Naturally, Qin has a daughter, Fareeda (newcomer Xu Ruohan), doing conservation work in Africa (just “Africa” — because it’s all one place), who becomes a pawn in Qin and Omar’s spat, and so Vanguard is off to get her before the baddies do. Somehow this comes to a head in Dubai, and involves several ostentatious solid gold sports cars chasing each other through the streets, and an attempted attack on an American aircraft carrier, which Vanguard also foils.
Left to its own silly, ultra-’80s devices, Vanguard isn’t a total disaster, and it’s a smidge better than its trailer suggests. The goofiness of the entire ordeal is to be expected. After all, what’s a Chan film without gangs called the Brotherhood of Vengeance or the Arctic Wolves? Or gadgetry that puts both James Bond and Ridley Scott sci-fi to shame, like Vanguard agent Condor’s (Zhu Zhengting of boyband NEXT) flying hoverboard thingamajig. Fareeda hilariously frolicking with lions for Instagram is almost worth the price of admission alone.
But then the dialogue registers, right alongside elements pilfered from better films: the fortress shoot-out is lifted from John Wick: Chapter 3, a building-to-building car chase is pure Furious 7 and there’s even a Michael Bay-ready slo-mo team shot. In a blatant stab at demonstrating that they, too, can exert soft power, screenwriter Tong and Chan have concocted lines so grimly obvious in their pandering that it’s embarrassing, especially in the current political climate. The jewels: Zhenyu telling Broto’s henchman they’ll never prevail because “You’ve learned our tongue, but not our ethics,” followed closely by Fareeda explaining how European demand for a pretty bird nearly drove it to extinction. Best of all is Kaixuan being charmed by his toddler’s declaration of his superhero toy: “Captain China is way better than Captain America!” The less said about the blackface the better.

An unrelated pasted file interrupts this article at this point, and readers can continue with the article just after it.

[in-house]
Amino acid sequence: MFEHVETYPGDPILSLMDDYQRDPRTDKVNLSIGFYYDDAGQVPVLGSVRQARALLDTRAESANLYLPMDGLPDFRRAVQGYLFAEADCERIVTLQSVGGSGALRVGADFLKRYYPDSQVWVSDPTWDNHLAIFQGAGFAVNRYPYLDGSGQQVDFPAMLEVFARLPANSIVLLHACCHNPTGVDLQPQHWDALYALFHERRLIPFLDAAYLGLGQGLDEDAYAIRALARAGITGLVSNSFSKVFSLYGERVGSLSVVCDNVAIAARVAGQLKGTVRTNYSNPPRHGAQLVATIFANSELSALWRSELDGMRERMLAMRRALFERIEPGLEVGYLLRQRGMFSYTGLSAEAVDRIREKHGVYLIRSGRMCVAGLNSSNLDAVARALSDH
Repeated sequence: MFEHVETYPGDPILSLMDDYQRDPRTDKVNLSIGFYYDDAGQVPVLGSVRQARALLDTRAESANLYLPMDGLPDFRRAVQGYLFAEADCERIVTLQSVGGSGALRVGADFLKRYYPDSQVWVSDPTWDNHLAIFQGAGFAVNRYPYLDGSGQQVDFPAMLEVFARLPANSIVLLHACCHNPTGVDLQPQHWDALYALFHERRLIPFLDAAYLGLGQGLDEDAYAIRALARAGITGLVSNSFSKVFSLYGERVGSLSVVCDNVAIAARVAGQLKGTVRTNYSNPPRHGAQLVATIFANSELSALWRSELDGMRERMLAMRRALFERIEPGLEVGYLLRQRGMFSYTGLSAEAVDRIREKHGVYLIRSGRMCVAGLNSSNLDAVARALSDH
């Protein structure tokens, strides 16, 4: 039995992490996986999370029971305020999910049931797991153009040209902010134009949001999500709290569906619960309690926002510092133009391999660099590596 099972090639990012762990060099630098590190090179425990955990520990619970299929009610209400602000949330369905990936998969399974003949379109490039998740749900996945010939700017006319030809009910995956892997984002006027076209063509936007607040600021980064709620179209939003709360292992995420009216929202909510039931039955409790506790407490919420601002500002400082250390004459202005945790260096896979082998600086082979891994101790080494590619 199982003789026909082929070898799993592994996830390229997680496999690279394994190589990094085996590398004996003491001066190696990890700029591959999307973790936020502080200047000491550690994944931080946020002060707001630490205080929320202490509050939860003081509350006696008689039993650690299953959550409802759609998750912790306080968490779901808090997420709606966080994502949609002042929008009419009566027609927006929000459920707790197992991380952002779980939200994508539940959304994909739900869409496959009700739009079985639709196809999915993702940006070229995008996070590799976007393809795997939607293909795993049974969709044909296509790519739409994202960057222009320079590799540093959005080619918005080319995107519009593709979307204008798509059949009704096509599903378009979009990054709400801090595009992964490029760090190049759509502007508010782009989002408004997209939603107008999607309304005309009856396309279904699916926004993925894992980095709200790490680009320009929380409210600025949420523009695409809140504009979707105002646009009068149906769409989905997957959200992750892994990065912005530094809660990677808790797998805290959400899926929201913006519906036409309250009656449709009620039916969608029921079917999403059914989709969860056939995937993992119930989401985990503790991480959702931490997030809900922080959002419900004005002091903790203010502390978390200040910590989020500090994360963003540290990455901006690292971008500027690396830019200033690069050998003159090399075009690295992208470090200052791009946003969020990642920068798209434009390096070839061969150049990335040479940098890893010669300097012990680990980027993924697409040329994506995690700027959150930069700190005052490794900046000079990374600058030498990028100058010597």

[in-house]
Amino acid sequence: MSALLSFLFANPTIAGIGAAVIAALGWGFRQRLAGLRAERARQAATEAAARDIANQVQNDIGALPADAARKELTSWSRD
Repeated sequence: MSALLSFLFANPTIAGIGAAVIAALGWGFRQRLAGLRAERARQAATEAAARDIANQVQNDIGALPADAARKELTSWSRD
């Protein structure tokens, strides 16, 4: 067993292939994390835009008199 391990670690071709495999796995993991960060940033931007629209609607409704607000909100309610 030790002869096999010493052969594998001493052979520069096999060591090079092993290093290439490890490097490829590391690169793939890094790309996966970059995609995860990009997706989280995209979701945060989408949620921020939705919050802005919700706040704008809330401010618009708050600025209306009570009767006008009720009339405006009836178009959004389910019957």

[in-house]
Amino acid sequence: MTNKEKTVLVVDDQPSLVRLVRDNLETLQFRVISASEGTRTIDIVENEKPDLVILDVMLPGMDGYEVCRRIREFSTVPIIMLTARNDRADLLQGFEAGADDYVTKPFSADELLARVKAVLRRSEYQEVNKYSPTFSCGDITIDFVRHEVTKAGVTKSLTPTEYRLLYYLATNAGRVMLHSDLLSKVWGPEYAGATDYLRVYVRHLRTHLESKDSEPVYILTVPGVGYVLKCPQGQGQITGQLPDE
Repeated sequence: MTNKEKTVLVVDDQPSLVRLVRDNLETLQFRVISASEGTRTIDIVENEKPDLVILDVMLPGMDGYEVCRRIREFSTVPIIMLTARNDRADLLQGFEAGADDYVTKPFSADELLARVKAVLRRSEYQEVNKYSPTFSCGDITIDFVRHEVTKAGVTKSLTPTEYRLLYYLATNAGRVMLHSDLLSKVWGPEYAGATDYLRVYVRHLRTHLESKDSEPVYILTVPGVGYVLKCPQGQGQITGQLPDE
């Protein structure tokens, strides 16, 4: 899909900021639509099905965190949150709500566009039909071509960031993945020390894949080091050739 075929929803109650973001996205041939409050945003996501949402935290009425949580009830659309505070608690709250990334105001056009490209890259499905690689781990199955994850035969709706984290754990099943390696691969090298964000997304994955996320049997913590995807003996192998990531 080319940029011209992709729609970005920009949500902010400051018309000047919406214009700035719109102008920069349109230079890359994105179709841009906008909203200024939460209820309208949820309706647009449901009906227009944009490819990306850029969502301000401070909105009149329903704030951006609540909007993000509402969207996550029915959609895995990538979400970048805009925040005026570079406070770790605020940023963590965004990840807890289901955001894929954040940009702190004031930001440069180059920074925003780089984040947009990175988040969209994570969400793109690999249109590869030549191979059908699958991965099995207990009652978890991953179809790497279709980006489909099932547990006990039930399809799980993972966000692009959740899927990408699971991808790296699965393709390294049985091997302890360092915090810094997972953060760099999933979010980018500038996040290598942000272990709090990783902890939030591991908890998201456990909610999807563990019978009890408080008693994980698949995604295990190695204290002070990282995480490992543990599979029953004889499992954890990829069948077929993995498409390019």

On a technical level (there are no performances, just poses), Vanguard is pedestrian at best, with a great deal of noticeable CGI, and doesn’t really exploit its impressive locations in Zambia, India and Dubai among others. Tong, Han Guanhua and the JC Stunt Team chip in with adequate, if unremarkable, stunt choreography.
Production company: Shanghai Lix Entertainment
U.S. distributor: Gravitas Ventures
Cast: Jackie Chan, Yang Yang, Ai Lun, Mu Qimiya, Xu Ruohan, Jackson Lou, Zhu Zhengting
Director: Stanley Tong
Screenwriter: Stanley Tong
Producer: Stanley Tong, Barbie Tung
Executive producer: Stanley Tong, Jiao Hongfen, Edward Cheng, Zhang Yong, Jwanwat Ahriyavraromp, Deng Junming
Director of photography: Chris Lee
Production designer: James Cheung
Costume designer: Miriam Chen, Connie Leung
Editor: Yau Chi-wai
Music: Nathan Wang
Casting: Shanna Kay Gonzales, Venetia Suchdev
World sales: China Film Co.
In Putonghua, English
No rating, 107 minutes